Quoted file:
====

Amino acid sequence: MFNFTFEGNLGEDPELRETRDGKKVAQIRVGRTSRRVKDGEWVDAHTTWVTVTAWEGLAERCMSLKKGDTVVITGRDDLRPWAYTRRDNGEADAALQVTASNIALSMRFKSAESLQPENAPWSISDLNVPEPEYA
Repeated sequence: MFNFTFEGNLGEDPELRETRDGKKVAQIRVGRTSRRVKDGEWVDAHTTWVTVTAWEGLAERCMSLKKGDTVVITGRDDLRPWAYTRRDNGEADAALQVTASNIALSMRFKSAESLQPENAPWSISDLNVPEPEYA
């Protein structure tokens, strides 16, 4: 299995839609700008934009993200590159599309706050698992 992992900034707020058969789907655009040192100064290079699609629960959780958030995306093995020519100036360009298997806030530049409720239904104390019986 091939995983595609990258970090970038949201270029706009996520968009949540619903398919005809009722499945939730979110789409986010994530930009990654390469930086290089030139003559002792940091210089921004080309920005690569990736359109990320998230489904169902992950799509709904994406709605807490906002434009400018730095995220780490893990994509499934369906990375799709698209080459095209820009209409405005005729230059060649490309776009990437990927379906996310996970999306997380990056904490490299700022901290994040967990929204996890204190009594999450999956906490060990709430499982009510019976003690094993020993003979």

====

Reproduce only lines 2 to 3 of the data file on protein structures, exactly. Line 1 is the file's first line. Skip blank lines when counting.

Repeated sequence: MFNFTFEGNLGEDPELRETRDGKKVAQIRVGRTSRRVKDGEWVDAHTTWVTVTAWEGLAERCMSLKKGDTVVITGRDDLRPWAYTRRDNGEADAALQVTASNIALSMRFKSAESLQPENAPWSISDLNVPEPEYA
């Protein structure tokens, strides 16, 4: 299995839609700008934009993200590159599309706050698992 992992900034707020058969789907655009040192100064290079699609629960959780958030995306093995020519100036360009298997806030530049409720239904104390019986 091939995983595609990258970090970038949201270029706009996520968009949540619903398919005809009722499945939730979110789409986010994530930009990654390469930086290089030139003559002792940091210089921004080309920005690569990736359109990320998230489904169902992950799509709904994406709605807490906002434009400018730095995220780490893990994509499934369906990375799709698209080459095209820009209409405005005729230059060649490309776009990437990927379906996310996970999306997380990056904490490299700022901290994040967990929204996890204190009594999450999956906490060990709430499982009510019976003690094993020993003979």